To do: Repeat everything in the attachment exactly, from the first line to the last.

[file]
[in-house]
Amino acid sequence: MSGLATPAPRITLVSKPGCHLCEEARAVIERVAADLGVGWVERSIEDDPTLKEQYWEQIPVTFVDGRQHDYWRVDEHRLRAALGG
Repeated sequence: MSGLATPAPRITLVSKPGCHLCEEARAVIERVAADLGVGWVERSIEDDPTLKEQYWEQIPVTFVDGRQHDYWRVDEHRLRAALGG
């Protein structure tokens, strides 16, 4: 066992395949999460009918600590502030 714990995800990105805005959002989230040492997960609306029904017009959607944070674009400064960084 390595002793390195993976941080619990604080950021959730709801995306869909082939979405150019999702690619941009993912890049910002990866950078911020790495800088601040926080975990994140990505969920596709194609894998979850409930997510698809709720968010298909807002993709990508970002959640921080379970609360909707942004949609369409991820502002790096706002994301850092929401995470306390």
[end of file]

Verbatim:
[in-house]
Amino acid sequence: MSGLATPAPRITLVSKPGCHLCEEARAVIERVAADLGVGWVERSIEDDPTLKEQYWEQIPVTFVDGRQHDYWRVDEHRLRAALGG
Repeated sequence: MSGLATPAPRITLVSKPGCHLCEEARAVIERVAADLGVGWVERSIEDDPTLKEQYWEQIPVTFVDGRQHDYWRVDEHRLRAALGG
């Protein structure tokens, strides 16, 4: 066992395949999460009918600590502030 714990995800990105805005959002989230040492997960609306029904017009959607944070674009400064960084 390595002793390195993976941080619990604080950021959730709801995306869909082939979405150019999702690619941009993912890049910002990866950078911020790495800088601040926080975990994140990505969920596709194609894998979850409930997510698809709720968010298909807002993709990508970002959640921080379970609360909707942004949609369409991820502002790096706002994301850092929401995470306390």